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Archive for the ‘Veto’ Category

The state’s 2012 Capital Outlay Bill (House Bill 2) contains more than $1.5 billion in priority 1 projects and another $1.2 billion in priorities 2 and 5 projects.

The bill, which was approved by the full House on May 17, was heard by the Senate Revenue and Fiscal Affairs Committee on Monday, May 28, and now goes to the full Senate for debate. If the Senate version finally passed is different from the House version, the bill will go to a conference committee to hammer out a compromise and still must be approved by both chambers.

After final passage by both chambers, the bill will go to Gov. Bobby Jindal who, by line item veto, may eliminate projects he deems wasteful or which may obtain funding elsewhere.

At a time when the state is grappling with revenue shortfalls and budget deficits, this year’s construction bill is packed with more than more than $180 million in priority 1 local spending projects such as festivals, ball parks, sports complexes, community centers, professional sports facilities, groundwater reservoirs and golf courses.

Some of those include:

• $17.5 million for professional sports facilities in Jefferson and Orleans parishes;

• $1.17 million for New Orleans Zephyrs baseball facilities repair;

• $21.5 million for the New Orleans Sports Arena improvements;

• $17.2 million for an economic development award program for infrastructure assistance;

• $7.74 million for wet-lab business incubators statewide;

• $20 million for aerospace manufacturing infrastructure in New Orleans;

• $10 million for mega-project site preparation statewide;

• $4.6 million for renovations to the River Center Arena and Theatre in Baton Rouge;

• $1.4 million for baseball stadium improvements in Baton Rouge;

• $2 million for construction of a community center in north Iberville Parish;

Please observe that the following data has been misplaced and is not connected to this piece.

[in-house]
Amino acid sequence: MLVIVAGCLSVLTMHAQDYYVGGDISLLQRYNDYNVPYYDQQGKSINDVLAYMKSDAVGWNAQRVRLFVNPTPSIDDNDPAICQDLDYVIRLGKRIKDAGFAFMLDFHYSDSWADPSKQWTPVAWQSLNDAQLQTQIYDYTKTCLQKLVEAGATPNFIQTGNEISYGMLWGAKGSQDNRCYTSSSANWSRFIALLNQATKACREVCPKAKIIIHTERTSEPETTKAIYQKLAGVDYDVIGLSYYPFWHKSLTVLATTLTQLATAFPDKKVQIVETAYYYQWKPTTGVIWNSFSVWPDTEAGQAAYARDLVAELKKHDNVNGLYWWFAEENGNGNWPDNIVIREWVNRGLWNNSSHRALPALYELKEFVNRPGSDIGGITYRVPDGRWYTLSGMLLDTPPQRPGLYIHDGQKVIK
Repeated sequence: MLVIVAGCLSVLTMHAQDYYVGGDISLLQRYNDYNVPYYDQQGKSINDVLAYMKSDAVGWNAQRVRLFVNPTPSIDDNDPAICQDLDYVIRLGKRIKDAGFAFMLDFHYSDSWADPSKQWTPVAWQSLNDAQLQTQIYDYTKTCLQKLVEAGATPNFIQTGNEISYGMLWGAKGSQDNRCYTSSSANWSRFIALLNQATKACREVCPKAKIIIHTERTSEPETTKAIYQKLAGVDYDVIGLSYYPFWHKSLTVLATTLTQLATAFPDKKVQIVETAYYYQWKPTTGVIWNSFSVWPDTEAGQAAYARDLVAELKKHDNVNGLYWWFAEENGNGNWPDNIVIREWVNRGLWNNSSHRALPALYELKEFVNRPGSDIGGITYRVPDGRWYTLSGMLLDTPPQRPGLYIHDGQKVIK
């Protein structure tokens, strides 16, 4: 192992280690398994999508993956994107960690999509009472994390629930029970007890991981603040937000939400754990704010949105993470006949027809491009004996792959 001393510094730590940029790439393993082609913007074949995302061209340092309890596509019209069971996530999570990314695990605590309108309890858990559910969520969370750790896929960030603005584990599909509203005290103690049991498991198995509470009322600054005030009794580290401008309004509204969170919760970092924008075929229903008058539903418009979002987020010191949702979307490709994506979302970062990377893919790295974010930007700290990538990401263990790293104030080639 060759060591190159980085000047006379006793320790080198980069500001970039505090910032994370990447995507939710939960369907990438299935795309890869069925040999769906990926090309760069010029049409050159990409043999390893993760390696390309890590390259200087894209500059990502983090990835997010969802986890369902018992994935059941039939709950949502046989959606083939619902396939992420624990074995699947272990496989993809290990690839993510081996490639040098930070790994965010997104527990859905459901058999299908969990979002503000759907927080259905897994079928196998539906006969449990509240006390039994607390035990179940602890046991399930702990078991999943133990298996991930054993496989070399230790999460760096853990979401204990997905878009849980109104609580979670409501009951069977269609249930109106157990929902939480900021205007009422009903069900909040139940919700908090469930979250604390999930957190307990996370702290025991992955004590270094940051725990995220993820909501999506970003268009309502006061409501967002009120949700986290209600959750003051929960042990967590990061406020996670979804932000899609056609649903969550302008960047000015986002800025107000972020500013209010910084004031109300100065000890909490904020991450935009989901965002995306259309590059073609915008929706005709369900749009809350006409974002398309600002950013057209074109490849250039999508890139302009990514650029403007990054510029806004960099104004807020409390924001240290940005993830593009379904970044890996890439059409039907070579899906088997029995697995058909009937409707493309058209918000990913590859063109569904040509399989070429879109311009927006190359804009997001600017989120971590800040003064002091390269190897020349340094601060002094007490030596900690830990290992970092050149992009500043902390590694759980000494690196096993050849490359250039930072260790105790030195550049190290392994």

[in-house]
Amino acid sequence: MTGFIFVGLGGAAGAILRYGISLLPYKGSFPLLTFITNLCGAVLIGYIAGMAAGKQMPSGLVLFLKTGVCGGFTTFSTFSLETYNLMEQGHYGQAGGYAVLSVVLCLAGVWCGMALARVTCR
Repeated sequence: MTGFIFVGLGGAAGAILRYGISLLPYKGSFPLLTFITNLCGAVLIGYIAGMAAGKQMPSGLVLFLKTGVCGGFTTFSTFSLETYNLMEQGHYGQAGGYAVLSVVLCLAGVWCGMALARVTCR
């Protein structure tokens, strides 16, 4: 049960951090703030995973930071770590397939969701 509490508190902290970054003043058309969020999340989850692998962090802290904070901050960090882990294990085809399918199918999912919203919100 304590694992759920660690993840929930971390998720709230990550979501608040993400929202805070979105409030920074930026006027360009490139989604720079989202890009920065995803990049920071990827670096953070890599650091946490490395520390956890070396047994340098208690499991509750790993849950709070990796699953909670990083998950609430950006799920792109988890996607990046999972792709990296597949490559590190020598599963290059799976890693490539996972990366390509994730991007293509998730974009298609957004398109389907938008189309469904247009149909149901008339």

• $6.7 million for improvements to the Bayou Segnette sports complex in Jefferson Parish;

• $8.6 million for land acquisition and additional cabins for Bayou Segnette State Park;

• $13 million for Bayou Segnette Festival Park land acquisition and construction;

• $600,000 for construction in raw undeveloped area of Parc de Families in Jefferson parish;

• $8.5 million for the Louisiana Sports Hall of Fame and Natchitoches State Museum;

• $6.6 million for improvements to New Orleans City Park golf course;

• $2 million for improvements to amusement area at New Orleans City Park;

• $2.4 million for Bayou Dechene Reservoir in Caldwell Parish;

• $1.7 million for real estate acquisition and improvements to Poverty Point Reservoir;

• $2.6 million for Washington Parish Reservoir study, planning and construction;

• $950,000 for repair and renovation of the Strand Theatre in Shreveport;

• $400,000 for a multipurpose evacuation shelter and community center in Avoyelles Parish;

• $4.2 million for a golf course development in Calcasieu Parish;

• $635,000 for the Woodmere Community Center in Jefferson Parish;

• $2 million for a governmental complex and jail upgrade in Lafayette Parish;

• $2.3 million for a multipurpose community center in Bienville Parish;

• $1 million for a fire station and public service center in St. Mary Parish;

• $1.6 million for a cultural center for the arts in Jefferson Parish;

• $250,000 for a Maurice civic center-post hurricane shelter in Vermilion Parish;

• $400,000 for Rosenwald Community Center in Orleans Parish;

• $200,000 for renovations to the Dansereau Harris Playground in Orleans Parish;

• $1 million for improvements to park land in Jefferson Parish;

• $215,000 for a Winnsboro community center in Franklin Parish;

• $4 million for Phase 2 construction of the West Calcasieu Community Center;

• $2.85 million for a public safety complex for the Lincoln Parish Sheriff’s Office in Ruston;